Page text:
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Why a US attack on North Korea is a terrible idea


April 17, 2017 by Fiachra

It pains me to write a blog post with this title, as it should be self-evident to everyone – especially everyone whose opinion about this actually matters – that attacking a nuclear armed state is a terrible idea. Nonetheless, it appears that some very powerful individuals in the United States of America need convincing about this – and a depressing number of otherwise intelligent people are cheering them on. So these are the reasons that any US attack on North Korea would be a terrible idea:

  1. North Korea is not a threat to the United States. Certainly North Korea potentially poses a threat to many countries, most obviously South Korea and Japan, but it is not in a position to threaten the United States in the manner that is being portrayed. We are being asked to believe that half-starved North Korea, which is unable to provide a dependable supply of electricity to its capital city, has the requisite military R&D to produce nuclear ICBMs that can cross the Pacific Ocean and strike Hawaii or Los Angelas. Even if this were the case (and I repeat it is definitely not the case – North Korea is dirt poor, under UN Security Council Sanctions and isolated from the rest of the world), it ignores the very real investments that the US has made in its anti-ballistic missile defences. If North Korea did manage to launch such a missile, it would be intercepted and destroyed mid-flight – far from any population centre. Now this would still impose massive collateral damage on the environment, but not enough to justify the amount of damage that would be caused by an attack on North Korea… which brings me to my second point.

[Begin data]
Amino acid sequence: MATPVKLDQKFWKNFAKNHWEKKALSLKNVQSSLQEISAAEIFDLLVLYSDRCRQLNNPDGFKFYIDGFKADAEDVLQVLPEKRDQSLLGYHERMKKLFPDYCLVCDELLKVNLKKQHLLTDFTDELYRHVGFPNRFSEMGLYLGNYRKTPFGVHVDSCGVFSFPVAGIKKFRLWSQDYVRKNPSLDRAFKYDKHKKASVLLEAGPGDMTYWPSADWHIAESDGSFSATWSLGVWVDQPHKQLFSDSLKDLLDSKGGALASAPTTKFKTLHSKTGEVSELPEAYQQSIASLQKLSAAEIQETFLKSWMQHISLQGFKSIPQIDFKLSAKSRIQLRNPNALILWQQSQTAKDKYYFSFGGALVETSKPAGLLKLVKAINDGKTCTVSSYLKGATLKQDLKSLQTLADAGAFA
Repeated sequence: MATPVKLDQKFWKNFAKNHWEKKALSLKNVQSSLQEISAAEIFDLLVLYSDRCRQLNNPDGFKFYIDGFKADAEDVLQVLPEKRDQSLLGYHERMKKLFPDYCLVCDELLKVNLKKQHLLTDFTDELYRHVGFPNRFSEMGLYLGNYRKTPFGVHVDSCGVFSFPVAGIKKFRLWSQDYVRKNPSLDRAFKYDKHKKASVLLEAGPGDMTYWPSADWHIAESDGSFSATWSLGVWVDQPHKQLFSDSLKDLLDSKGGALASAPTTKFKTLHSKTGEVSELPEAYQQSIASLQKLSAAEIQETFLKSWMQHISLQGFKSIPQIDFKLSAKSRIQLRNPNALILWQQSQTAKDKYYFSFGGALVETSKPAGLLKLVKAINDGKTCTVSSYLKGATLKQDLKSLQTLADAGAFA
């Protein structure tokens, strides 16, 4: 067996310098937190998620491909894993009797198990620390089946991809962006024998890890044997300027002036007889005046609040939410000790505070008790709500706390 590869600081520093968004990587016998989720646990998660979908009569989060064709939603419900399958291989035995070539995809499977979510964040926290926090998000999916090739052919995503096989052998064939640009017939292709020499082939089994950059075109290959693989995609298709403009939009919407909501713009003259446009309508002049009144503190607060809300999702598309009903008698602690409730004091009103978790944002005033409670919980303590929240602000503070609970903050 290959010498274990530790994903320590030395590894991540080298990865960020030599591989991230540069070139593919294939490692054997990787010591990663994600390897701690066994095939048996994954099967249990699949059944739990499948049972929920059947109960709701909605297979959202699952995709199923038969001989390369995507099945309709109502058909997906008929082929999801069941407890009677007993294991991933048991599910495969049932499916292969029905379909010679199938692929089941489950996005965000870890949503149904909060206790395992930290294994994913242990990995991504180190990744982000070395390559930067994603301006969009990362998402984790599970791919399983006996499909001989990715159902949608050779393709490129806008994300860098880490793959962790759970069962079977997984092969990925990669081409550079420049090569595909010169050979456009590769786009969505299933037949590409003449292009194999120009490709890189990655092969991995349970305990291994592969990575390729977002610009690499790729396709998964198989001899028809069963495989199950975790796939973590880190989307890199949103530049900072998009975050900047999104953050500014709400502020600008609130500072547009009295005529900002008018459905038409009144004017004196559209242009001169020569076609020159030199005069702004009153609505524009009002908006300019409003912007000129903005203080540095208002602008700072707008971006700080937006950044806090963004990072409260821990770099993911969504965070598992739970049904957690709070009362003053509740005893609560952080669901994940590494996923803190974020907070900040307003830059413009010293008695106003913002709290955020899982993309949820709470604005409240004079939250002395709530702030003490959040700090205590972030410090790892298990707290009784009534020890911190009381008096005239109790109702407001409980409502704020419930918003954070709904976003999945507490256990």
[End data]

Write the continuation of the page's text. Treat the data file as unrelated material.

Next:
2. While the US is not threatened by North Korea, US allies such as South Korea and Japan certainly are. The best way to provoke North Korea into attacking South Korea is – guess what – to attack North Korea. While the US can intercept ballistic missiles tossed essentially blindly from the far side of the Pacific Ocean while avoiding most of the fall out, any nuclear missile fired into South Korea from the North is bound to cause massive loss of life somewhere. The best case scenario for South Korea (and this is ignoring the right to life and health of millions of innocent North Koreans trapped under the most despotic regime the world has perhaps ever seen, who neither want nor deserve any of this) is that the missile is intercepted right after launch over North Korea. In this case, it will almost certainly cause significant damage to cities near the DMZ such as Cheorwon, Yeoncheon, Paju, Gimpo and possibly to Seoul itself.
  3. Indeed, the victims of the hypothesised (hopefully short) war between North Korea and the United States are bound to be primarily Norea Koreans followed by South Koreans and then the Chinese and Russians living near the border with North Korea. Japan is likely to avoid immediate casualties. This also assumes that the war won’t suck in China and/or Russia. However, by this stage any arguments that would be expected to convince them to stay out of the fight would have already failed to convince the Americans. Hence, we could be looking at a full scale nuclear war.

Little has been heard or seen from South Korea (the primary losers from such a conflict, other than North Korea) in western media. It could be that the domestic political crisis that brought down former President Park Geun-hye has weakened the voice of the South Korean government. In that case, when the new President is elected in three weeks time, you can expect that s/he may have strong opinions of his/her own about the wisdom of this military stand-off.

Edit: there has been a great deal of talk about the US sending a crack team of Navy SEALs “take out” North Korean nuclear weapons storage facilities. This sounds great, until you realise that these are the same Navy SEALS who crashed a Black Hawk helicopter while trying to assassinate a crippled old man in Abbottabad, who had no bodyguards and was probably under house arrest by the Pakistani ISI. Even if this operation could be carried out, it would be immensely risky and partial failure could still lead to unacceptable los of innocent life.




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